Half peat/ half soil
Appease your acid-loving transplant in less-than-acidic conditions by mixing 1 part peat moss (which is naturally acidic) to 1 part garden soil in the planting hole, then applying sulfur to the top of the soil just beyond the hole.
moss will get the plants started and by the time their roots reach into the soil outside the peaty area, the sulfur will have had time to lower the pH,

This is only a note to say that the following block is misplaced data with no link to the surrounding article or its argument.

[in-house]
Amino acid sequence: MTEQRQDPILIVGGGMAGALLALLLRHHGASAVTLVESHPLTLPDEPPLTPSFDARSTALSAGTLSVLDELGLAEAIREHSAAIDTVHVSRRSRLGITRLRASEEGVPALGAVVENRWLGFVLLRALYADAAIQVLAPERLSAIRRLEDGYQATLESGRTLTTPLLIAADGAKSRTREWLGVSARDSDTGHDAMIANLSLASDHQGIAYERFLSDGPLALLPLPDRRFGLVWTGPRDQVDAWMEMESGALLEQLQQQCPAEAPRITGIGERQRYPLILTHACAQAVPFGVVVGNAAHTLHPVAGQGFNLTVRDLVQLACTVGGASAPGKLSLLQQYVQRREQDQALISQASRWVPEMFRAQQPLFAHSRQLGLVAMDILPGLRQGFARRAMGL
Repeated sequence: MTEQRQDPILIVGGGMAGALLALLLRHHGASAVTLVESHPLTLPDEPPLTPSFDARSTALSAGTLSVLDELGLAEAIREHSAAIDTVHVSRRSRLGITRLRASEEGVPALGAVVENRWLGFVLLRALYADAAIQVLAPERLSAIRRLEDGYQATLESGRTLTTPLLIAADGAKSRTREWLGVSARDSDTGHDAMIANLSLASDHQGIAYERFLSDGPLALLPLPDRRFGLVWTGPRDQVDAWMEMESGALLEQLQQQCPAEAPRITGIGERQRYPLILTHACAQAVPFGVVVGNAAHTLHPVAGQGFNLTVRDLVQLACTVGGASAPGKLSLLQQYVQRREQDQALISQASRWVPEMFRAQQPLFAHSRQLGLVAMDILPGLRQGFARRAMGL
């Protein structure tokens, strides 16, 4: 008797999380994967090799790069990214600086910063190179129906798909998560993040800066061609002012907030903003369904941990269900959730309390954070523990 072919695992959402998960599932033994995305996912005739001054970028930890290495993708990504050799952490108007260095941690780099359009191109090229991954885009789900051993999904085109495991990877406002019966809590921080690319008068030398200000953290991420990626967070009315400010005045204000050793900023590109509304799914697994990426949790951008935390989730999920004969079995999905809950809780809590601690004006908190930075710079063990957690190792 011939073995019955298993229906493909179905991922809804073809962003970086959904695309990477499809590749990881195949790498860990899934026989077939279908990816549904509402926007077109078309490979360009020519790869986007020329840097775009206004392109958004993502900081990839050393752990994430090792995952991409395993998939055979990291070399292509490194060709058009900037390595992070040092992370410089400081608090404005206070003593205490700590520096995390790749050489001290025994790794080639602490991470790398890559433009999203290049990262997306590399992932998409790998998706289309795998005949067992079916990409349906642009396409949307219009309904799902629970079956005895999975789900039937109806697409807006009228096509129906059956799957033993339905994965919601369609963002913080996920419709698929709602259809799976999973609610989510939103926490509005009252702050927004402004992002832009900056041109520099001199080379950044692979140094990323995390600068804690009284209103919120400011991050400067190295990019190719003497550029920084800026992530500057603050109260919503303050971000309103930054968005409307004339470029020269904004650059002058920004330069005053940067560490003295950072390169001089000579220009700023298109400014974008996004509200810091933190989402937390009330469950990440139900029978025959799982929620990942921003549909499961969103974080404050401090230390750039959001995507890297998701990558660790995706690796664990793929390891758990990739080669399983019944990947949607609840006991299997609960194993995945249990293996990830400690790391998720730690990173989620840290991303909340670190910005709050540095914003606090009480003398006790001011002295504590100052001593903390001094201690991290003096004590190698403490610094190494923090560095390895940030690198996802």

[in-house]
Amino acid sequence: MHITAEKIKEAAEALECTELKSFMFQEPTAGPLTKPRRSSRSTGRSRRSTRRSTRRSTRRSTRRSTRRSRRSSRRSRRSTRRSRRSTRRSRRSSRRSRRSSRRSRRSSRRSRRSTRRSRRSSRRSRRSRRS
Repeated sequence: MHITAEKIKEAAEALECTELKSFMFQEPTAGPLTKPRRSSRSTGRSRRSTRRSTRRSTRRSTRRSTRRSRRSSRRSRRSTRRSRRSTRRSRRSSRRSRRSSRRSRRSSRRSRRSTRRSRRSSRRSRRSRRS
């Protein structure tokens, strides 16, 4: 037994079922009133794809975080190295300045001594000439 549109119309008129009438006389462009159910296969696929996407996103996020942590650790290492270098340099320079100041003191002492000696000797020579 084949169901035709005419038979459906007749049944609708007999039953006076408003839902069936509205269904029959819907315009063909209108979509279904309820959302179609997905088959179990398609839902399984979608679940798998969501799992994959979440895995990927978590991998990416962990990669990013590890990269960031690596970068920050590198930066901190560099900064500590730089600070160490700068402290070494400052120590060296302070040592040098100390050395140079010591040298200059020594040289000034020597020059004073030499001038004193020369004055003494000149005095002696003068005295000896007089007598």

5. Dan says you'll also need to add more sulfur in the future. "Probably every year if you started with a pH 7 soil, every other year tor pH 6.5; and every 3 to 4 years it your soil was pH 6." He cautions that you should apply sulfur only in the winter when the plants are dormant.
Even if your soil isn't naturally acidic, you can grow acid-loving plants like azaleas, rhododendrons, or blueberries, says Dan Hartmann, general manager of Hartmann's Plantation in Grand Junction, Michigan. The secret is to add the right amount of sulfur to the soil to lower the pH. Dan explains how to figure out "the right amount."
Dormant blueberry bush
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